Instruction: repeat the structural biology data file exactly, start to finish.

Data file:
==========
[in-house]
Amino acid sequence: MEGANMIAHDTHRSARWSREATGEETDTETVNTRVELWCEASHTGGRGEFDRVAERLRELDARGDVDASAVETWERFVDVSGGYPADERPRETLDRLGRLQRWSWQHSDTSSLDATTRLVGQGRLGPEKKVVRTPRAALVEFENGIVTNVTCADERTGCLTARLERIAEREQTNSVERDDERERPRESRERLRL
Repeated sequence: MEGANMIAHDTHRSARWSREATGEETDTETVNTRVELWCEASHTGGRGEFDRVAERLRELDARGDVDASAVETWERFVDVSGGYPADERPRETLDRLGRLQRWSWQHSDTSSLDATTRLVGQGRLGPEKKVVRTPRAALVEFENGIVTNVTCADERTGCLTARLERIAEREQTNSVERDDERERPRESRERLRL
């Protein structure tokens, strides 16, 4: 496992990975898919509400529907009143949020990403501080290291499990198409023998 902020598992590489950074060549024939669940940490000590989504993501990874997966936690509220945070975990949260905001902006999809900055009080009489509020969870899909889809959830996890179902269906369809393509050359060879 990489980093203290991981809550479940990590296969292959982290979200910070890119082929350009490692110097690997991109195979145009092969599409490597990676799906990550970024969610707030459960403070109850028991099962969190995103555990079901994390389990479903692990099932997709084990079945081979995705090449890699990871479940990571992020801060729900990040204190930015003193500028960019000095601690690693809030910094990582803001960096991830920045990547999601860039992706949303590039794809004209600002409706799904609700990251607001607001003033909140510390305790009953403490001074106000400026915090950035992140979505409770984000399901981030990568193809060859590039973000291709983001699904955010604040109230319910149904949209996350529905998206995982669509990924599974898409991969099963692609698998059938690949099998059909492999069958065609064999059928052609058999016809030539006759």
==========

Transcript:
[in-house]
Amino acid sequence: MEGANMIAHDTHRSARWSREATGEETDTETVNTRVELWCEASHTGGRGEFDRVAERLRELDARGDVDASAVETWERFVDVSGGYPADERPRETLDRLGRLQRWSWQHSDTSSLDATTRLVGQGRLGPEKKVVRTPRAALVEFENGIVTNVTCADERTGCLTARLERIAEREQTNSVERDDERERPRESRERLRL
Repeated sequence: MEGANMIAHDTHRSARWSREATGEETDTETVNTRVELWCEASHTGGRGEFDRVAERLRELDARGDVDASAVETWERFVDVSGGYPADERPRETLDRLGRLQRWSWQHSDTSSLDATTRLVGQGRLGPEKKVVRTPRAALVEFENGIVTNVTCADERTGCLTARLERIAEREQTNSVERDDERERPRESRERLRL
């Protein structure tokens, strides 16, 4: 496992990975898919509400529907009143949020990403501080290291499990198409023998 902020598992590489950074060549024939669940940490000590989504993501990874997966936690509220945070975990949260905001902006999809900055009080009489509020969870899909889809959830996890179902269906369809393509050359060879 990489980093203290991981809550479940990590296969292959982290979200910070890119082929350009490692110097690997991109195979145009092969599409490597990676799906990550970024969610707030459960403070109850028991099962969190995103555990079901994390389990479903692990099932997709084990079945081979995705090449890699990871479940990571992020801060729900990040204190930015003193500028960019000095601690690693809030910094990582803001960096991830920045990547999601860039992706949303590039794809004209600002409706799904609700990251607001607001003033909140510390305790009953403490001074106000400026915090950035992140979505409770984000399901981030990568193809060859590039973000291709983001699904955010604040109230319910149904949209996350529905998206995982669509990924599974898409991969099963692609698998059938690949099998059909492999069958065609064999059928052609058999016809030539006759």